Then I had my “reconstruction revision procedure.” How’s that for a medical euphemism? (See Cancer Lesson #43 “A Glossary” for more and #57 “Sets Don’t Have to Match” to add to your breast vocabulary.)

Happily, the anesthesiologist knocked me out for the procedure. Unhappily, I work up wearing yet another surgical bra.

Sigh. I put on my big girl panties and got on with it.

Addendum: I would be remiss if I closed without sharing a link to “Otto Titsling” sung by Bette Midler. If you’ve never heard this paean to the subject of female support, click through and enjoy.

Cancer Lesson #72: Don’t Ignore the Lump.

Cancer Lesson #72: Don’t ignore the lump.

Each year when I go for my annual mammogram, I get a little nervous. Some breast cancer survivors find follow-up tests very distressing, but I always feel better after being checked. Ignoring a problem rarely makes it go away, especially when that problem is cancer.

If you’ve had breast cancer, you know people like to share their own close calls.

“I had a lump once,” they’ll say. “I was really worried, but it turned out to be nothing.”

Those are the good stories.

We also hear the other, not good stories. At least one person has told me “If I’d gone to the doctor when I first found my lump, my cancer wouldn’t have been so advanced by the time it was treated.”

The most heartbreaking of all was the man who said, “If my wife had gone to the doctor right away, she’d probably still be alive.”

You may be thinking I made that last one up.

I wish you were right.

So, here’s Cancer Lesson #72, repeated because it’s so important: Don’t ignore the lump, no matter where it is or how small.

If I’d ignored mine, I’d still have cancer, just more widespread and, oh yeah, more likely to kill me.

Thanks. I’ll take that mammogram.

Cancer Lesson #71: Cancer Makes You a Bad Risk

Cancer Lesson #71: Cancer makes you a bad risk.

I’m a bad risk.

I know because Metropolitan Life Insurance sent me a letter telling me so. It seems they “…considered carefully the Statement of Health … submitted requesting Dependent Life benefits” and “…find it necessary to decline the request for coverage at this time because of a history of breast cancer.”

Well. Beneath all the wordiness and unnecessarily capitalized words lurks a bluntness that took me by surprise.

To be honest, I expected them to turn me down, having long suspected insurance policies are a like mortgages – in order to get one, you must prove you don’t need it.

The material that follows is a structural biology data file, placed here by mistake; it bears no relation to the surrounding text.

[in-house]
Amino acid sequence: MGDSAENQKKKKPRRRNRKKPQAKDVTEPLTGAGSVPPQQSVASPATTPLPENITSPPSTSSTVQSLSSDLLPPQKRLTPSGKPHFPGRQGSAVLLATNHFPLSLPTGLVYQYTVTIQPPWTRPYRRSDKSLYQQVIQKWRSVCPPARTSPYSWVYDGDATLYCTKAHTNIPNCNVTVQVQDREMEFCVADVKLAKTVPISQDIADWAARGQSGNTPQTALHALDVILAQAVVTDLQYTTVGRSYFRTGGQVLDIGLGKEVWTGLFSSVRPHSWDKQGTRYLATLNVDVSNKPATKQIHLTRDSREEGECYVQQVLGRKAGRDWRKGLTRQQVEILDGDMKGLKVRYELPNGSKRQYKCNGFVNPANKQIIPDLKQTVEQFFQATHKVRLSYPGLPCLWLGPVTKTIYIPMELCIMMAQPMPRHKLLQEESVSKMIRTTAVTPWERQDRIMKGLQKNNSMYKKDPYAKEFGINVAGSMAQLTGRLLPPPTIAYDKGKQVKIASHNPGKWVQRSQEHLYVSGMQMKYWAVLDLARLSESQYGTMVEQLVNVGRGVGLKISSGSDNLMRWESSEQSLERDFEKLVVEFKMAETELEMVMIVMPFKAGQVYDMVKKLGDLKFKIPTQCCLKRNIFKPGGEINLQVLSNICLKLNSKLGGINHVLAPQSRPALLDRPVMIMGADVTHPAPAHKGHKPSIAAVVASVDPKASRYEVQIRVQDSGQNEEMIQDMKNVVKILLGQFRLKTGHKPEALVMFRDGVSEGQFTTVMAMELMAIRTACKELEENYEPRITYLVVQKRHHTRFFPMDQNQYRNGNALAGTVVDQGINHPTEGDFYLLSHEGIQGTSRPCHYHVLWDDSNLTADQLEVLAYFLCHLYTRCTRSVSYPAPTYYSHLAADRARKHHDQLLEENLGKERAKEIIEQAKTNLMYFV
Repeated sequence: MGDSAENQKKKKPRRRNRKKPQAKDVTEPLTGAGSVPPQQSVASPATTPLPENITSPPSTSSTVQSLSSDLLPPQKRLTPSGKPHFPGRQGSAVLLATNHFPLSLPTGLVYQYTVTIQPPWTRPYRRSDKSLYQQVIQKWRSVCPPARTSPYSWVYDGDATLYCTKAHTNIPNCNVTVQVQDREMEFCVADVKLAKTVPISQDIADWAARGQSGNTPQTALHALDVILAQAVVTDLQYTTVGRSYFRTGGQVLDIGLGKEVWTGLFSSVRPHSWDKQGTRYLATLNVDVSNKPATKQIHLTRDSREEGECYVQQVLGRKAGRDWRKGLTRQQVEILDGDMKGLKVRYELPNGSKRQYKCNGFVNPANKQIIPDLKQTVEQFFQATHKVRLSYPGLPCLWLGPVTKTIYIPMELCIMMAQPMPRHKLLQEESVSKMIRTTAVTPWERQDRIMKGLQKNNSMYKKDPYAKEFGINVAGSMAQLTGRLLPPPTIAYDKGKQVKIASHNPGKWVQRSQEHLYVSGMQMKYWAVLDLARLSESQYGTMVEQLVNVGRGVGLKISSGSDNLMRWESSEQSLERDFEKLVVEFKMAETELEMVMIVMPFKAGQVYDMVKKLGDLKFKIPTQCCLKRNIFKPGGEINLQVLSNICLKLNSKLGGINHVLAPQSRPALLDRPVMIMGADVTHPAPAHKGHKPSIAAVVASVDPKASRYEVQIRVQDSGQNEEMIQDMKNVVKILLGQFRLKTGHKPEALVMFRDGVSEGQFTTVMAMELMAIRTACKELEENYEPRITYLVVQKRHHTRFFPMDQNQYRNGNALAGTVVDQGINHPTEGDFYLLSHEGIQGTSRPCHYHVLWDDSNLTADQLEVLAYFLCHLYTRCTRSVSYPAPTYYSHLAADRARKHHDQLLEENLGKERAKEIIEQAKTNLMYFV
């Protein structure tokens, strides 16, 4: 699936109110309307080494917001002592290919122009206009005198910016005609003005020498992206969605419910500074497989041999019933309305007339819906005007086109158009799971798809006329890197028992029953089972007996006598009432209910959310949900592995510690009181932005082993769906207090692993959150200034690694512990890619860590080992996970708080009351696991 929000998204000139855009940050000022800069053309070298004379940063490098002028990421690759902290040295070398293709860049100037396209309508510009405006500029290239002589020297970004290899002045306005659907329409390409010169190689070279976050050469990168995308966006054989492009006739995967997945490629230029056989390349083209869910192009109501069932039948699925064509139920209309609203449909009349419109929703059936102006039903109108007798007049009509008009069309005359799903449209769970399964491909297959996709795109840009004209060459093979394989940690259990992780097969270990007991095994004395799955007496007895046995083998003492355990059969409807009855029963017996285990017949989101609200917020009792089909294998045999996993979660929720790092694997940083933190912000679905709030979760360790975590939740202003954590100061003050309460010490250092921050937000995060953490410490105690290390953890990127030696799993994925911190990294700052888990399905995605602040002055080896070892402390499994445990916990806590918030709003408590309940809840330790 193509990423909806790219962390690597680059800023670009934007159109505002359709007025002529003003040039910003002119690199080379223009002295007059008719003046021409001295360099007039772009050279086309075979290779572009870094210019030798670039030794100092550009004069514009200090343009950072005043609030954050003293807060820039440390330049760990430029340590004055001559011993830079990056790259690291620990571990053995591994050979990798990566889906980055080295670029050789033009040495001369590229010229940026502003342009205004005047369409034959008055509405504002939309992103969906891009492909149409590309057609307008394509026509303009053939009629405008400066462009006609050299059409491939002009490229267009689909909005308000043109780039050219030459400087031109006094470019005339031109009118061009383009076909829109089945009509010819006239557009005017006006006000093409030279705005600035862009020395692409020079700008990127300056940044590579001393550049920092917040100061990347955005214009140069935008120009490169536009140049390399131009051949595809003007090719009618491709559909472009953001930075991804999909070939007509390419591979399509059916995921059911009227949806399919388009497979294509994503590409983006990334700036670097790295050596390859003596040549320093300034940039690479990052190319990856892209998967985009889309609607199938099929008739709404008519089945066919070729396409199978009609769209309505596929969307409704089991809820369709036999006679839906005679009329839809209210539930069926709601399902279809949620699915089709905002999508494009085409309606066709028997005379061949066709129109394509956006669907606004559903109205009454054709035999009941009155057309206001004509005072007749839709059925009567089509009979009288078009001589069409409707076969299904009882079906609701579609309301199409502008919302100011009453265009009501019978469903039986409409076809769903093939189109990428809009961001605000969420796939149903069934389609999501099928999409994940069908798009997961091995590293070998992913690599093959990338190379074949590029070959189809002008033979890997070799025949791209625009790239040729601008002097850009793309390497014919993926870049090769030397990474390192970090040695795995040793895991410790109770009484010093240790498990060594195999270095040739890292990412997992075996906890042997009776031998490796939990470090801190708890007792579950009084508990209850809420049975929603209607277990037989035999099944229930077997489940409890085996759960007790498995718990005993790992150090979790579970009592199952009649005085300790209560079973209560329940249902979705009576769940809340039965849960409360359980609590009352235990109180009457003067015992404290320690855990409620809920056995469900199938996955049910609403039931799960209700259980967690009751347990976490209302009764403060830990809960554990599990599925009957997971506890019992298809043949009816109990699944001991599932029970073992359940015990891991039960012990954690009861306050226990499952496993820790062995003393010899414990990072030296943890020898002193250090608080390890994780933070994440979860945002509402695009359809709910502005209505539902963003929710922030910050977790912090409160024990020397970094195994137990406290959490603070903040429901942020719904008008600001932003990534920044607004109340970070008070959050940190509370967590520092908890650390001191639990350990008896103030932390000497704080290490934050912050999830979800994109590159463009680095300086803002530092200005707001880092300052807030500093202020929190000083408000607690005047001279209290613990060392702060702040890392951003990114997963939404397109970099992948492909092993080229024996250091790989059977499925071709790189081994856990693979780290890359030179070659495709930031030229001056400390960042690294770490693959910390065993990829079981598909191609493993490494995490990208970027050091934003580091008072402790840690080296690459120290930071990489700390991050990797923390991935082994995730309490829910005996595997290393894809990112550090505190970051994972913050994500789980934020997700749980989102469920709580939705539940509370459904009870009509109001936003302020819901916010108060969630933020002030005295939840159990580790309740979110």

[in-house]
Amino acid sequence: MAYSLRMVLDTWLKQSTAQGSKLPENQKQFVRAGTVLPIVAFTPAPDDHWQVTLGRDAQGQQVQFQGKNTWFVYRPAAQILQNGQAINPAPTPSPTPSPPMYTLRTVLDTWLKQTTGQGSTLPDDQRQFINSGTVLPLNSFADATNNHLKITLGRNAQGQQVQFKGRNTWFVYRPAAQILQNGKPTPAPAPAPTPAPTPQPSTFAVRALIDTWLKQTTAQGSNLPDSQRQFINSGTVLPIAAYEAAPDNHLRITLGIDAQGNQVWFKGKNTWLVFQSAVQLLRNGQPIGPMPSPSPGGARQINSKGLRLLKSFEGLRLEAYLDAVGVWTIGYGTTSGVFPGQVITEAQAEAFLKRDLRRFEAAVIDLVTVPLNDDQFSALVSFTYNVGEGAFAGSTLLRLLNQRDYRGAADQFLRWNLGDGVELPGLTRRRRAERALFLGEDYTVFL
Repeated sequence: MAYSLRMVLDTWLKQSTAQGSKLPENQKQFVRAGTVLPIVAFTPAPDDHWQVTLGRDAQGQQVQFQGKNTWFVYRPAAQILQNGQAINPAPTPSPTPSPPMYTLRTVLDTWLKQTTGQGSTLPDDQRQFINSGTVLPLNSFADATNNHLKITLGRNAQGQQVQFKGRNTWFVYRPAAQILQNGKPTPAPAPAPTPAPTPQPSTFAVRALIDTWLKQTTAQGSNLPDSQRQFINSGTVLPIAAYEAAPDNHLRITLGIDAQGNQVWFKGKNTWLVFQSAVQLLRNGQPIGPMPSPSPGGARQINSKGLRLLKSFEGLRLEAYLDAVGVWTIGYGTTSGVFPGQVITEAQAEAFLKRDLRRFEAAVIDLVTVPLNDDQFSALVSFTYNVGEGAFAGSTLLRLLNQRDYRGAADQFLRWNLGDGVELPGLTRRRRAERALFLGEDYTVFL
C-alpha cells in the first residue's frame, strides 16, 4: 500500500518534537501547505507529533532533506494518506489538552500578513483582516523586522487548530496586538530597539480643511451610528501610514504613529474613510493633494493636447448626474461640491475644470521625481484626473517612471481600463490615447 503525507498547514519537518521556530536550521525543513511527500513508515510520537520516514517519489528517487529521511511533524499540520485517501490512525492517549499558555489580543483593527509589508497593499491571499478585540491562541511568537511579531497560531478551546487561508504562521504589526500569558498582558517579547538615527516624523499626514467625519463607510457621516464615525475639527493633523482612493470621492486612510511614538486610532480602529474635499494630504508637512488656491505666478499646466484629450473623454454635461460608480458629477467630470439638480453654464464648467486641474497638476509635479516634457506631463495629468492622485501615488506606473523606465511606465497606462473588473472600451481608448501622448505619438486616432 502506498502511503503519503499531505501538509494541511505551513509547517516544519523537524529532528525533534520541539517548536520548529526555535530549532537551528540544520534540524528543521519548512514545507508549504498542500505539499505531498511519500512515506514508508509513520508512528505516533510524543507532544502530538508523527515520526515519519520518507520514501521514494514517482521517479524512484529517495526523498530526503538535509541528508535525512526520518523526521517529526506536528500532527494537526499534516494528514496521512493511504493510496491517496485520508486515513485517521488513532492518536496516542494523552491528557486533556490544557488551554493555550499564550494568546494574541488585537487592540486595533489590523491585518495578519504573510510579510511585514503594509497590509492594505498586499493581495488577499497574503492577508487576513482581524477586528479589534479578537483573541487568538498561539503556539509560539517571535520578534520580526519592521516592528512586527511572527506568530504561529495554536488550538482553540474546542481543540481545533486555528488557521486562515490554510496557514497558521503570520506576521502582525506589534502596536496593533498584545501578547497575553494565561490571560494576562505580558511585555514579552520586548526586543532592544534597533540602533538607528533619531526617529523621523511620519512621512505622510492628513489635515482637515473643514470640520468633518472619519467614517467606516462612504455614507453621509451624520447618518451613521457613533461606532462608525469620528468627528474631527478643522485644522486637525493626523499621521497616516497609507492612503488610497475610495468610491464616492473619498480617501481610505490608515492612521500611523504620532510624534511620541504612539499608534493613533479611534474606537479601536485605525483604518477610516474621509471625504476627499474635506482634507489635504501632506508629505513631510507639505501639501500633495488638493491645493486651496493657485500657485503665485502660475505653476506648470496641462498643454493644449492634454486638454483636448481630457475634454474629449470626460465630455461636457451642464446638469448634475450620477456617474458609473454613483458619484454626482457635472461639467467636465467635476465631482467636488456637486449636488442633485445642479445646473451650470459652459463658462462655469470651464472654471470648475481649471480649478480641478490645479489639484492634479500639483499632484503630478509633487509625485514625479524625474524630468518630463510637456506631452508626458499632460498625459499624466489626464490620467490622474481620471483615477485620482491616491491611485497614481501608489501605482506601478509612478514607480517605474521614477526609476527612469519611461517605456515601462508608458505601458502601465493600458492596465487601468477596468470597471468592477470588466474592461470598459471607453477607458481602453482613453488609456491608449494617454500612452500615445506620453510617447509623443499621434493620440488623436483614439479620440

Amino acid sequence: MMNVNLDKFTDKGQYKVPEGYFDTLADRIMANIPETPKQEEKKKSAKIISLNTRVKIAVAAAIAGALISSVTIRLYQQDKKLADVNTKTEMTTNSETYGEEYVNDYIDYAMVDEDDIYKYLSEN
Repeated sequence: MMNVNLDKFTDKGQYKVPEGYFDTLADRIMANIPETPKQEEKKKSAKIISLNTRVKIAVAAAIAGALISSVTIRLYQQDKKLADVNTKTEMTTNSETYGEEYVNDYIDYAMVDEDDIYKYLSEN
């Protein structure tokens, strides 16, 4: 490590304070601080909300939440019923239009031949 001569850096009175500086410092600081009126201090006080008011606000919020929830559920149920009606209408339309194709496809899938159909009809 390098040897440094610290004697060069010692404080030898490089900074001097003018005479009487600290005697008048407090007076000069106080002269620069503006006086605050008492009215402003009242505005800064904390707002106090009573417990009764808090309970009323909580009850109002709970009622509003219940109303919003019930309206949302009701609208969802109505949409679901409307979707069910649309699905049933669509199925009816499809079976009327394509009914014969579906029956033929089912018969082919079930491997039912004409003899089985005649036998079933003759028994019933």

I’m sure their decision is backed up with statistics galore, but what do they know?

No one can predict who will get cancer or if it will return.

Not even MetLife.

Cancer Lesson #70: Staying on Track

Cancer Lesson #70: Staying on track

In April 2011, I wrote a poem about preparing for surgery (Lesson #23), which read in part, “This engine’s going to switch its track.”

The railroad analogy has held true and remains the best way I can describe what it felt like to learn I had cancer.

I’d been chugging along on my chosen track, taking in the sights, when BAM! I was shifted to an alternate route into Cancerworld.

Six months later, chemo – and my time on the siding – ended. I rejoined the “main line,” choosing a slower route with better scenery.

The new route included more stops, sometimes at smaller stations along the way and sometimes in the middle of nowhere, when I was too exhausted to go any further.

In short, there were times I became the little engine that couldn’t.

I’m sure you remember that book: Watty Piper’s classic The Little Engine that Could. If you’re my age or older, you probably read it as a “Little Golden Book,” but it’s published in hardback too.

The little engine’s mantra of “I think I can, I think I can” is a great philosophy, one that had always worked in the past. And yet, in that first year after chemo, there were times it didn’t matter how hard I thought I could. I couldn’t because I was just too damned tired.

I’d been warned recovery would be slow, but somehow I thought my train would be, I don’t know, ahead of the curve.

Tomorrow it will be four years since my surgery, and these days I occasionally find myself taking the easy route, even when I think I can – I know I can – manage the hilly one.

This is a change. After surgery and chemo I spent two years testing myself, trying to figure out what I could still do, but I no longer feel I have anything to prove.

Instead, I’ve begun to understand that we will all die with some goals unaccomplished.

It’s up to us to decide which ones to let go now and which to continue to strive for.